Frank Crossfield, a Santa Rosa native and longtime state forestry official who was active in Masonic and Shriners groups, died Jan. 26. He was 85.
The cause was congestive heart failure, said his daughter, Marilee Handley of Citrus Heights.
Crossfield began what would be a nearly four-decade-long career with the state Department of Forestry while a student at Santa Rosa High School, working on summer wildfire crews.
An avid outdoorsman, he was drawn to a profession that wouldn't keep him behind a desk, Handley said.
"That was the big thing about forestry," she said.
The one professional interlude was his service in the Navy at the end of World War II. He was a radioman on the minesweeper USS Redstart, responsible for post-war operations in Japanese waters.
After his military service, Crossfield studied at Santa Rosa Junior College and in 1951 earned a degree in forestry from UC Berkeley.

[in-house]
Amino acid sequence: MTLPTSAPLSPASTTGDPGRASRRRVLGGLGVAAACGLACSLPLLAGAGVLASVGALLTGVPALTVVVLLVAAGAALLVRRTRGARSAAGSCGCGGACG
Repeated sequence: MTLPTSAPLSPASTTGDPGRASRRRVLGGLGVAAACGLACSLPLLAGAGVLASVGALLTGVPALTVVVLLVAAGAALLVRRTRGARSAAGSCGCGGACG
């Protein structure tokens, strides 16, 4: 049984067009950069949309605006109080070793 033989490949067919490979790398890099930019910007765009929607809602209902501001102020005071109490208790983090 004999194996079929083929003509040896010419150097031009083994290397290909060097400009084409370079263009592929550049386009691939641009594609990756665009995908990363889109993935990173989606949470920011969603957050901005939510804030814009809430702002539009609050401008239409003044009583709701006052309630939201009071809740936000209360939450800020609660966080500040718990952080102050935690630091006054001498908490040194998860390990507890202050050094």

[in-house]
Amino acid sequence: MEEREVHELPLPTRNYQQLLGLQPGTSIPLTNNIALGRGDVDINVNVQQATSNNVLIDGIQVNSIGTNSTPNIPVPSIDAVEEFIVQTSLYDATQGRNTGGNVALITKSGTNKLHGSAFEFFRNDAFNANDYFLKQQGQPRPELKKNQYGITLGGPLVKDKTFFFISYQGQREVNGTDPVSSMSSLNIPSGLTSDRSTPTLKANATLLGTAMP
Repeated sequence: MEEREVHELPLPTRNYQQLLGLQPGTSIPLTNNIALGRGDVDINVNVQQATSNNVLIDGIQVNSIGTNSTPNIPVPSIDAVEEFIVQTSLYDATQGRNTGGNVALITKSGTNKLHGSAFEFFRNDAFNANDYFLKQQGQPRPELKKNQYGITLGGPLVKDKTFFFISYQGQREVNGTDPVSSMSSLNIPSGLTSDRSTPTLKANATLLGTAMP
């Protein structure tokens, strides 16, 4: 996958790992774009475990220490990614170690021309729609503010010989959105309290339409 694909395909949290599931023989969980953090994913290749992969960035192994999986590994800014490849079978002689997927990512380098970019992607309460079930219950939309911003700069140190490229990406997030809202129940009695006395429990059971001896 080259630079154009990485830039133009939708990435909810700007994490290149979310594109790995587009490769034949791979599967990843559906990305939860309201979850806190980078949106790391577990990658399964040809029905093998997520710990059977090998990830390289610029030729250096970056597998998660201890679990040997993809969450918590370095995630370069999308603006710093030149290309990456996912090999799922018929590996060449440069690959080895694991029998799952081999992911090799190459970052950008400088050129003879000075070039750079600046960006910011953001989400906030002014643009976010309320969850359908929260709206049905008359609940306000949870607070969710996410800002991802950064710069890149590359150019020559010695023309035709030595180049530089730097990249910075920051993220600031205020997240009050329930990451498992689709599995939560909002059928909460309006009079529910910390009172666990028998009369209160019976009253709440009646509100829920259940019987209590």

A year earlier, he married Elizabeth Anne Knipschild. The couple had three children.
Rising through the ranks at the forestry agency, Crossfield was posted throughout California. He started in the Sierra foothills of Yuba County and moved south, ending up in San Diego before he returned home in 1969 to oversee operations in Sonoma County.
In one of his early posts, in Mariposa near Yosemite National Park, Crossfield became the youngest employee promoted to the command job of ranger in the agency, his family said.